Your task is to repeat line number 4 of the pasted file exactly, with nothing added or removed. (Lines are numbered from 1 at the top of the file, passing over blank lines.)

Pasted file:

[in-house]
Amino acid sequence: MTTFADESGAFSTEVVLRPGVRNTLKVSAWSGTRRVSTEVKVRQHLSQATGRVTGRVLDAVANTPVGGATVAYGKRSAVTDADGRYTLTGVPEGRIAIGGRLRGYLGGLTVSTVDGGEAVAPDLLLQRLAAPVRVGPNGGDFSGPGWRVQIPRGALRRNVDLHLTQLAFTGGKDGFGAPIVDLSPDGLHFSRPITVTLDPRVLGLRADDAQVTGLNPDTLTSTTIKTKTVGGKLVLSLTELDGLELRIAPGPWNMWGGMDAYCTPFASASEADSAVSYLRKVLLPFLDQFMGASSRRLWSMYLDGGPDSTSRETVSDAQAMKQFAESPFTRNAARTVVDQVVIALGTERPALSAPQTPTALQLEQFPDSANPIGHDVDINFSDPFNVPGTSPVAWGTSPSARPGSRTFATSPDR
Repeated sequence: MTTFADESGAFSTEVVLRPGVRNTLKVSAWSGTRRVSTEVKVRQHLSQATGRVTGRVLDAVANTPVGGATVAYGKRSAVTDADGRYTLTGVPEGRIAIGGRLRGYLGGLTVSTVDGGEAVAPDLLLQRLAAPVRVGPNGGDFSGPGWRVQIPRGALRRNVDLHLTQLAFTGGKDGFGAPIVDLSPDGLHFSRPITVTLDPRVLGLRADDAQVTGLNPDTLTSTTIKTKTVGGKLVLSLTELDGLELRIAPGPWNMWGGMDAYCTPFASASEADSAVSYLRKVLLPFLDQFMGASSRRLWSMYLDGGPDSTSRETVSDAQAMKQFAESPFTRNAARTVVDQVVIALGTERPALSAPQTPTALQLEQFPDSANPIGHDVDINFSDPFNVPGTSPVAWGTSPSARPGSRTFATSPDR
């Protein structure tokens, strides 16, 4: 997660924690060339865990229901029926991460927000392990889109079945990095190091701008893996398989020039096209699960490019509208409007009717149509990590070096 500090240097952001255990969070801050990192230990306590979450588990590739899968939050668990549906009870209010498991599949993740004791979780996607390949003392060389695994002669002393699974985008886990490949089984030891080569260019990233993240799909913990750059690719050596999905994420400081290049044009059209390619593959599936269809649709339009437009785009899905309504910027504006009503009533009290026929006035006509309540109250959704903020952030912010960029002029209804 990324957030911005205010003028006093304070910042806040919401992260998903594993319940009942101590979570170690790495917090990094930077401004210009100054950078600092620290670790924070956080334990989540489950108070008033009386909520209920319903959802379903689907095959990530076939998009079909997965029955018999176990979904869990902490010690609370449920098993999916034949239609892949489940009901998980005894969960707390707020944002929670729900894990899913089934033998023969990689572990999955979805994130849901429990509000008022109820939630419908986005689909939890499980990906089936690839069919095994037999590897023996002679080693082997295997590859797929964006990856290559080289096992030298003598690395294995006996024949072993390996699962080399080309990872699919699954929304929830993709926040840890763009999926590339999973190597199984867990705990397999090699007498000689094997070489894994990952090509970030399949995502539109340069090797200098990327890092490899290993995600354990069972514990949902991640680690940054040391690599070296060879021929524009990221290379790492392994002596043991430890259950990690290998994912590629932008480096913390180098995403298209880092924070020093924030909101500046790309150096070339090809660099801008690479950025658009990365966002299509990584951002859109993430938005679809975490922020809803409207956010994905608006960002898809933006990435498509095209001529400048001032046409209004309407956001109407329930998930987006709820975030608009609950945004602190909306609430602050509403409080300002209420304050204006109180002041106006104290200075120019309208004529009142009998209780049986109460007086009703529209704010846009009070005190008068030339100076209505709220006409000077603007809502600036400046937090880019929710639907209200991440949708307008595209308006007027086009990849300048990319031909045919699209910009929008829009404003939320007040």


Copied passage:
């Protein structure tokens, strides 16, 4: 997660924690060339865990229901029926991460927000392990889109079945990095190091701008893996398989020039096209699960490019509208409007009717149509990590070096 500090240097952001255990969070801050990192230990306590979450588990590739899968939050668990549906009870209010498991599949993740004791979780996607390949003392060389695994002669002393699974985008886990490949089984030891080569260019990233993240799909913990750059690719050596999905994420400081290049044009059209390619593959599936269809649709339009437009785009899905309504910027504006009503009533009290026929006035006509309540109250959704903020952030912010960029002029209804 990324957030911005205010003028006093304070910042806040919401992260998903594993319940009942101590979570170690790495917090990094930077401004210009100054950078600092620290670790924070956080334990989540489950108070008033009386909520209920319903959802379903689907095959990530076939998009079909997965029955018999176990979904869990902490010690609370449920098993999916034949239609892949489940009901998980005894969960707390707020944002929670729900894990899913089934033998023969990689572990999955979805994130849901429990509000008022109820939630419908986005689909939890499980990906089936690839069919095994037999590897023996002679080693082997295997590859797929964006990856290559080289096992030298003598690395294995006996024949072993390996699962080399080309990872699919699954929304929830993709926040840890763009999926590339999973190597199984867990705990397999090699007498000689094997070489894994990952090509970030399949995502539109340069090797200098990327890092490899290993995600354990069972514990949902991640680690940054040391690599070296060879021929524009990221290379790492392994002596043991430890259950990690290998994912590629932008480096913390180098995403298209880092924070020093924030909101500046790309150096070339090809660099801008690479950025658009990365966002299509990584951002859109993430938005679809975490922020809803409207956010994905608006960002898809933006990435498509095209001529400048001032046409209004309407956001109407329930998930987006709820975030608009609950945004602190909306609430602050509403409080300002209420304050204006109180002041106006104290200075120019309208004529009142009998209780049986109460007086009703529209704010846009009070005190008068030339100076209505709220006409000077603007809502600036400046937090880019929710639907209200991440949708307008595209308006007027086009990849300048990319031909045919699209910009929008829009404003939320007040």